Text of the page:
Nonviolence and the Gaza Freedom Movement

Less than a day has passed since the
Israeli navy attacked an international Gaza Freedom Movement "Freedom
," intent on breaking Israel's blockade of the Gaza Strip,
in international waters. The explosion of media coverage surrounding
this makes it likely the highest-profile act of (supposedly) nonviolent
resistance to occur in years. But the dust has yet to settle. The boats
and the activists who were aboard them are still under Israeli control,
and so also, therefore, is the story of what really happened. As
information comes in, here are some questions to keep in mind for
thinking about this horrific event through the lens of nonviolence.

Were the activists really acting nonviolently? There
has been considerable controversy thus far about who provoked whom to
the violence that finally ended in deaths aboard the flotilla ships. It
appears as if some people aboard took matters into their own hands and
attacked the Israeli soldiers. But many of those leading the mission
were seasoned activists committed to and trained in nonviolence. Their
primary cargo was humanitarian aid, and their purpose was to make a
political point, not engage Israeli forces in combat. If fighting broke
out when armed Israeli forces arrived that is to be regretted, but that
should not be mistaken for the Gaza Freedom Movement's intentions.

How are the mission's success and failure being measured?
Some are going to look at this and say, "See, they tried a
nonviolent approach, and it ended in violence. Therefore, the mission
failed, and nonviolence doesn't work." It would be particularly
troubling for those Palestinian activists who are thinking about trading
violent for nonviolent methods to come to this conclusion. But
nonviolent resistance always involves self-sacrifice on the part of
those who struggle for justice. Though the tragedy in the loss of life
is not to be downplayed, the flotilla has already proven successful in
significant ways; people around the world, including influential
leaders, have responded by condemning the Gaza blockade, and millions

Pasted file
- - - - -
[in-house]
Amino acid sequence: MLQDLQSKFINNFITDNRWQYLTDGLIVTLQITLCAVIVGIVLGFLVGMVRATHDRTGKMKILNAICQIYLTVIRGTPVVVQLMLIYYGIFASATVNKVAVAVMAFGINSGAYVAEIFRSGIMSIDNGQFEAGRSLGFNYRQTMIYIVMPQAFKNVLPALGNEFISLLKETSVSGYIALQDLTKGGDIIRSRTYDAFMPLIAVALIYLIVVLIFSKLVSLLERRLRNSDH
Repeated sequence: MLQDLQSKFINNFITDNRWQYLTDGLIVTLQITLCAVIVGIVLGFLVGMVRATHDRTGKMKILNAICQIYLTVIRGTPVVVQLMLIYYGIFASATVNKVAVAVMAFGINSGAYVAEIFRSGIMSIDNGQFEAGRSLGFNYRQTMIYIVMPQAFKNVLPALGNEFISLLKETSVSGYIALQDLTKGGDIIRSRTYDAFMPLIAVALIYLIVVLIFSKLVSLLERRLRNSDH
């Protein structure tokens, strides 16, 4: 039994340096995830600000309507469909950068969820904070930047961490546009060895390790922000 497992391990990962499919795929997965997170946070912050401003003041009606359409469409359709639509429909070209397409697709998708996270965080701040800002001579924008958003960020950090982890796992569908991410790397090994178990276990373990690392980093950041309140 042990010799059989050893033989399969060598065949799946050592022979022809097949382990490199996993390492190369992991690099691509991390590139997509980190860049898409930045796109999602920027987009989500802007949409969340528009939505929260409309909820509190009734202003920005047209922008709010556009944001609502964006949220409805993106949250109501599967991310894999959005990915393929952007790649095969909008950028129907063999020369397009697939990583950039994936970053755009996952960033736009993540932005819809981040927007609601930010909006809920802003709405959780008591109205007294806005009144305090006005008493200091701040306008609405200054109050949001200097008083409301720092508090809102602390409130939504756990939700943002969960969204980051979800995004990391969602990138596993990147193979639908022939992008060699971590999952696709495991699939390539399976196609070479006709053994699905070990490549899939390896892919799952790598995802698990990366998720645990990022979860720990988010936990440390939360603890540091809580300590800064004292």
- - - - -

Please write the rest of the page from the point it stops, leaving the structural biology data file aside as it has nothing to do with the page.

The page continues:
more have learned about the international movement to transform the
conflict in the region.

Was the flotilla a mission of aid or activism? Reports
often describe the flotilla's purpose as humanitarian aid. In turn,
Israel offered to deliver the supplies to Gaza itself, precluding the
need for the flotilla to finish its delivery. It is true that the ships
carried humanitarian supplies. But the mission also had an explicitly
political purpose, to resist what the activists understand as the
injustice of the Gaza blockade.

Whose suffering is the media considering grievable? We
already know that the Western media is more likely to concern itself
with the deaths of Westerners than that of others. This is a tendency
that we need to counteract. We should strive to treat all victims as if
they are one of us and worthy of our deepest concern. We should also be
attentive of the tendency to portray criticism of Palestinians and their
advocates as plausible, and criticism of Israel as simply anti-Semitic.

What laws were violated, and why? Laws were violated
on both sides. Israel attacked a ship in international waters, in
violation of international law. And the flotilla intended to break the
limits imposed by Israel's blockade. On the one hand, not all laws are
equal; the blockade itself has been called illegal by a United Nations
report last year. On the other, not all violations are equal; Israel
violated international law out of convenience, with little or no
expectation of consequences (since it hasn't suffered them for past
incidents), while the activists on the flotilla intended to flaunt the
blockade as an act of conscience, exposing themselves to the

Who are the activists representing? There is already
a tendency in the reportage to point out the support of violent actors,
like Gaza's Hamas regime, for the flotilla. Some will contend that the
activists are therefore supporters of what has been labeled "terrorism."
Attempts are also being made to link the activists to extremists in
Turkey, which the Turkish government reportedly has investigated and
strenuously denies. Whatever the case may be, it's important that we not
let the activists' actions be falsely conflated with those of others.
Making such conflations are very much in the interests of those who
would want to justify Israel's disproportionate violence; nonviolent
resistance is often more threatening to the powerful than
violent resistance because it so visibly undermines their claim to moral

How is the official story being manipulated? By
conducting its own investigation before allowing any foreign journalists
or authorities to participate, Israel is being careful to ensure that
its version of events is the only version. The Israeli government has
already been hurriedly trying to explain its own violence with
allegations that the activists were armed and intent on delivering
materials meant to be weaponized. If Israel were to plant weapons on the
scene after the fact to distort the investigation, it would only be
following the US's example in Iraq. Since this incident took
place in international waters, involving people from around the world, a
truly international investigation should take place immediately.

For now, first of all, we can at least mourn the deaths of those
killed on the ships, alongside those whose lives have been destroyed or
ruined in the wider conflict, both Palestinian and Israeli. The refusal
to tolerate and glorify violence, whether conducted by the powers that
be or the disempowered, is the first step toward bringing about
nonviolent change.

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